THE TAX RELIEF BILL released by legislative leaders on Tuesday significantly changes a law approved by voters in 1986, requiring that excess tax collections be returned in equal amounts to all taxpayers rather than proportional to the taxes they paid.
The so-called tax cap law has been triggered only twice, once in fiscal 1987 and again last year. In 2022, nearly $3 billion was returned to taxpayers, with each one receiving 14 percent of whatever they paid in income taxes. Under the change proposed by the House and accepted by the Senate, the excess tax collections would be divided equally among all taxpayers.
“We want to provide something a little more balanced, a little more equitable across the board,” said Rep. Aaron Michlewitz, the House’s top budget official, at a press conference unveiling the Legislature’s tax relief package.
Sen. Michael Rodrigues of Westport, the Senate’s top budget official, said it is not uncommon for the Legislature to tinker with laws approved by voters.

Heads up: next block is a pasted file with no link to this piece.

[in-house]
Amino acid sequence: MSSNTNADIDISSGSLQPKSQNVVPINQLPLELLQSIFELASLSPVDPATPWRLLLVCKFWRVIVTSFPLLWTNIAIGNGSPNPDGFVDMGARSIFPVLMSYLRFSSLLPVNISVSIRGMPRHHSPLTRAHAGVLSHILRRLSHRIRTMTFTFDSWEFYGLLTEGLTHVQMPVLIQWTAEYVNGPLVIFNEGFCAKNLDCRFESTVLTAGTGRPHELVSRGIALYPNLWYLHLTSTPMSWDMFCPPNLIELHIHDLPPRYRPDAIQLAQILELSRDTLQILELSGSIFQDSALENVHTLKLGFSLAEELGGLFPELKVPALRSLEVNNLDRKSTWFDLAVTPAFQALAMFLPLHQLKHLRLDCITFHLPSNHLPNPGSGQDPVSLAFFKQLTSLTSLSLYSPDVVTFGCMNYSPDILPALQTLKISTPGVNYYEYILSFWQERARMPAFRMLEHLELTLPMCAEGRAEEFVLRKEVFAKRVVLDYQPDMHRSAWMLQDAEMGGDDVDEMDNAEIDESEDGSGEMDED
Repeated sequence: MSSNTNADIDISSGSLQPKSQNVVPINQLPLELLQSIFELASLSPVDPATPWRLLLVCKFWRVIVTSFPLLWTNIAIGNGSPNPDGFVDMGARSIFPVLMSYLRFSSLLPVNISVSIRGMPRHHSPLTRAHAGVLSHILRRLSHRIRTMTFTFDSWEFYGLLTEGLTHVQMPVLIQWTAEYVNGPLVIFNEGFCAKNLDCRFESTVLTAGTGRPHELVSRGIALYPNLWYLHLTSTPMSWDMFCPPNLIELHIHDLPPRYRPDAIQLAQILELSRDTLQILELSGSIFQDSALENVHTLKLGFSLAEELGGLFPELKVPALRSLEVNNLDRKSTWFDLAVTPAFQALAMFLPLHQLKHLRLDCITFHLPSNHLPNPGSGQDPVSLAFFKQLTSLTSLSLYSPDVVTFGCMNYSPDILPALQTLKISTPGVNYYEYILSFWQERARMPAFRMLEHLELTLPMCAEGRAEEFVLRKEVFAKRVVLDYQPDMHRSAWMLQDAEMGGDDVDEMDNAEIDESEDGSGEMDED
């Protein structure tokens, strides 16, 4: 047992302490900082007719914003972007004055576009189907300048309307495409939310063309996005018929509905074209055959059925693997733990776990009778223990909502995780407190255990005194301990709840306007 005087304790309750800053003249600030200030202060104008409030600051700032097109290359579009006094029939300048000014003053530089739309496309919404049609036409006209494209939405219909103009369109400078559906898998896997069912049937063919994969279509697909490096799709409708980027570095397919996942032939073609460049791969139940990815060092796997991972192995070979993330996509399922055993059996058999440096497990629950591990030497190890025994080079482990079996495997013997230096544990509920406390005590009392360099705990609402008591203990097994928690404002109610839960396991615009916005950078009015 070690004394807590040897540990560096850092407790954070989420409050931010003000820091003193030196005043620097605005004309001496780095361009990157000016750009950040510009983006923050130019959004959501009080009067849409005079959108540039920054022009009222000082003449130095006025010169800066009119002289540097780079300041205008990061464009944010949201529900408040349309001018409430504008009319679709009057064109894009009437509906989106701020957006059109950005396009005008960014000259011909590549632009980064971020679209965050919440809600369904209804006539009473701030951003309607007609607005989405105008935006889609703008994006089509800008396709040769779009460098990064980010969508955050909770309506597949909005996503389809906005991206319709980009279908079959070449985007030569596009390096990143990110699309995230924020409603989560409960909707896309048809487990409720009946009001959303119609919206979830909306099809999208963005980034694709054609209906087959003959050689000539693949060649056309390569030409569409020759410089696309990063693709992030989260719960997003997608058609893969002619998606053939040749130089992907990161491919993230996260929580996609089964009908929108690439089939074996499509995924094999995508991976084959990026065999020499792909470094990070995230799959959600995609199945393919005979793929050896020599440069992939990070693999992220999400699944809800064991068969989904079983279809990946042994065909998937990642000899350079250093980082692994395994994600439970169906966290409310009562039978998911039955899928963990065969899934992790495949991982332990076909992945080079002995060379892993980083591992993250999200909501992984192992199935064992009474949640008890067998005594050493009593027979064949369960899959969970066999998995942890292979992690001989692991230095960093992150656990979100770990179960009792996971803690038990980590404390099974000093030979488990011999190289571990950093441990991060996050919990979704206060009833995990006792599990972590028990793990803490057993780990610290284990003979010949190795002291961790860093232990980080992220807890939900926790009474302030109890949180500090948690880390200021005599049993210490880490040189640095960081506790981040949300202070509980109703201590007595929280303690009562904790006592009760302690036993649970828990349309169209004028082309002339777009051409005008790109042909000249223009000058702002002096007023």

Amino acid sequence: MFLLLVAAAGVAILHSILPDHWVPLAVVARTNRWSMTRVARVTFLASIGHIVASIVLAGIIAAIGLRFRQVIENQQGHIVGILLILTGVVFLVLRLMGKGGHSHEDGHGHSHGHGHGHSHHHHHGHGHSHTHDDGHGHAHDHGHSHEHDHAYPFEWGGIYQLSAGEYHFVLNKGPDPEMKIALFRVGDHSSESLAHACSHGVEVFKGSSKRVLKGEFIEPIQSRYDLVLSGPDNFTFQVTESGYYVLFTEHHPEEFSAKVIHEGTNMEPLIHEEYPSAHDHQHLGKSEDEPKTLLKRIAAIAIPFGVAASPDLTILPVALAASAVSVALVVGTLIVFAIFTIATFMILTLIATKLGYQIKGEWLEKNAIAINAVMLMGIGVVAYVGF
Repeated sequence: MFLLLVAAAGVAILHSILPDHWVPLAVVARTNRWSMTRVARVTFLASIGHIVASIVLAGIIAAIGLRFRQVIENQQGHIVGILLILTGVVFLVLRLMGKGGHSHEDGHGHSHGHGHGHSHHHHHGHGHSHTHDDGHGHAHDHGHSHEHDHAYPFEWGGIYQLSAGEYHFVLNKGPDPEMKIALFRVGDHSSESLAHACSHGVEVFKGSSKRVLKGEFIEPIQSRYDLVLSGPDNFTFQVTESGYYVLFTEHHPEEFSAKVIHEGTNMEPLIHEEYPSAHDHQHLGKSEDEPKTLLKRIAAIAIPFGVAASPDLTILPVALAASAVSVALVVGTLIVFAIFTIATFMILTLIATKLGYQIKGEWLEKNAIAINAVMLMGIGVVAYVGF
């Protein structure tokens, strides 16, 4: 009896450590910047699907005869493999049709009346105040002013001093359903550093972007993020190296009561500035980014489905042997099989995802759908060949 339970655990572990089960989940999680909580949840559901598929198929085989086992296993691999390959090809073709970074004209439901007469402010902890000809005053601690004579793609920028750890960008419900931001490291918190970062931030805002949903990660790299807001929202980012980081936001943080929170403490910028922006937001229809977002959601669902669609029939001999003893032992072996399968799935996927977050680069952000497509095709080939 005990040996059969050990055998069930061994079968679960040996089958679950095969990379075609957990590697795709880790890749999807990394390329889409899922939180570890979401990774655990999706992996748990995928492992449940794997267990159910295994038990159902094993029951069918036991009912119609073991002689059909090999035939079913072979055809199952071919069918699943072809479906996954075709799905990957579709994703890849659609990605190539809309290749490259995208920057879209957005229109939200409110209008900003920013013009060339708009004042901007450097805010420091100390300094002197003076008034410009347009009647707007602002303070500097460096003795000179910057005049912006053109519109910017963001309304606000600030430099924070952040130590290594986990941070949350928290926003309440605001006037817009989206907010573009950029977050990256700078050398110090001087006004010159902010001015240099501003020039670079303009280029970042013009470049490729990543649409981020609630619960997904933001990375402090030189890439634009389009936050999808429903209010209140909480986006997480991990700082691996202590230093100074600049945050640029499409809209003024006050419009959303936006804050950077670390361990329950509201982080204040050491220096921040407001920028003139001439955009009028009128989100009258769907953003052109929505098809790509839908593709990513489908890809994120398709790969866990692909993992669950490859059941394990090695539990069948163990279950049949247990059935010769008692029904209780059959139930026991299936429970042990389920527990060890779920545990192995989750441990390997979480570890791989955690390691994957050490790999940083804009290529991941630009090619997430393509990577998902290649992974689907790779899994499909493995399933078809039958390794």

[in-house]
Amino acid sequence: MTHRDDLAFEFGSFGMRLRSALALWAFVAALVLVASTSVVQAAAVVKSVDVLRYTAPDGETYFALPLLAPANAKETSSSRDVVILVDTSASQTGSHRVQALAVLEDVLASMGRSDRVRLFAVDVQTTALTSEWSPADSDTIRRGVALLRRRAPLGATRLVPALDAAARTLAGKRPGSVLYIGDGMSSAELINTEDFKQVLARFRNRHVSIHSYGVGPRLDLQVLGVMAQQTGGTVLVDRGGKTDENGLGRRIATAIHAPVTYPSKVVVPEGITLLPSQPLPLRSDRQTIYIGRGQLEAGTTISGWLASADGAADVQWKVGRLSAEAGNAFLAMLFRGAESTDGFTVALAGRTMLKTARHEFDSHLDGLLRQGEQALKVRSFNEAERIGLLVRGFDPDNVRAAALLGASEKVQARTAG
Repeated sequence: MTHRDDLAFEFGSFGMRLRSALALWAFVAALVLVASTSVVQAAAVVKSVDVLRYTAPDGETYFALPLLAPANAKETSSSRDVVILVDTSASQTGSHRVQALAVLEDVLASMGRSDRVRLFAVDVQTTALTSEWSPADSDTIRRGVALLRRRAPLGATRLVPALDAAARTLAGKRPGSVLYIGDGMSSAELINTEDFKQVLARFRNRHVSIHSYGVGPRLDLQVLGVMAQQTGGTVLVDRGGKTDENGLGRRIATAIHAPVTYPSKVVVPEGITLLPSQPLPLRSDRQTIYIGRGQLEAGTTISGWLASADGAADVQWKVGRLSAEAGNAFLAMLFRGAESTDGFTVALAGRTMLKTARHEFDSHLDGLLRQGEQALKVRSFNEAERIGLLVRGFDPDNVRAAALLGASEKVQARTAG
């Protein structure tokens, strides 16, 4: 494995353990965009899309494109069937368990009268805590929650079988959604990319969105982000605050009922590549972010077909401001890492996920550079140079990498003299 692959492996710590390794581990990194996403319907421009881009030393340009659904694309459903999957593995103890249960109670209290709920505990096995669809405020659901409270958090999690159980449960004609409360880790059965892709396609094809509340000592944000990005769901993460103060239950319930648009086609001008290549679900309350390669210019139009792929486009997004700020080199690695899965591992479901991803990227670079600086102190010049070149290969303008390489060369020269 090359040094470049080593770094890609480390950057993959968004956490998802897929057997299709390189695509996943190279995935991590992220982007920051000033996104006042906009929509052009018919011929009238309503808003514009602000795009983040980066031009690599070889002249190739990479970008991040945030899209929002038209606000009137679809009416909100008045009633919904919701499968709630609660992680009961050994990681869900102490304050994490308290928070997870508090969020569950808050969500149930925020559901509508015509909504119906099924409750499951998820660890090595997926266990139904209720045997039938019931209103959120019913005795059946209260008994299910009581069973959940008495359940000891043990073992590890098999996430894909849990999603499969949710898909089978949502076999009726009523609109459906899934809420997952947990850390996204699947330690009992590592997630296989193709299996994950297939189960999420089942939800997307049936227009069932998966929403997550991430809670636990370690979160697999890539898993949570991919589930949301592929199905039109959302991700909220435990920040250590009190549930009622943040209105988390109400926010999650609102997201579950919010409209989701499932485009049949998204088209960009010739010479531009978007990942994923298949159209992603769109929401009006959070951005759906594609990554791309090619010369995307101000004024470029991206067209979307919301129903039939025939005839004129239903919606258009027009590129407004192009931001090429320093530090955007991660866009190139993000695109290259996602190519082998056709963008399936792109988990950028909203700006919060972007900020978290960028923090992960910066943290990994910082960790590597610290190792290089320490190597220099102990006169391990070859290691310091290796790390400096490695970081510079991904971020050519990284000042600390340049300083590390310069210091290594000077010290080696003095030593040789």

“Whenever there is legislation passed by referendum, you see oftentimes unintended consequences, that it really hasn’t been thought out to the degree that we can think things out when processing legislation through the normal process,” he said.
Paul Craney of the conservative Massachusetts Fiscal Alliance accused legislative leaders of attempting to hijack the voter-approved law and turn it into “a socialist wealth redistribution scheme.”
It may be a long time before the law is triggered again. In fiscal 2023, tax collections fell $4 billion short of the tax cap threshold.
The tax relief bill also contains a provision requiring married couples to file their state taxes the same way they do their federal taxes. The change is designed to expand the reach of the so-called millionaire tax by capturing couples filing jointly whose combined income exceeds $1 million even though filing individually they would not top the threshold.
The business-backed Massachusetts Taxpayers Foundation opposed the change. It noted, however, that a recent analysis by the Department of Revenue suggested the impact would be limited because more couples would file separately on both their state and federal tax returns.
The Raise Up Massachusetts coalition of unions and community organizations, which led the fight for the millionaire tax, hailed the legislative change as a way to thwart “tax avoidance schemes.” The coalition said the “single-filing loophole” reduces revenue from the millionaire tax by $600 million a year.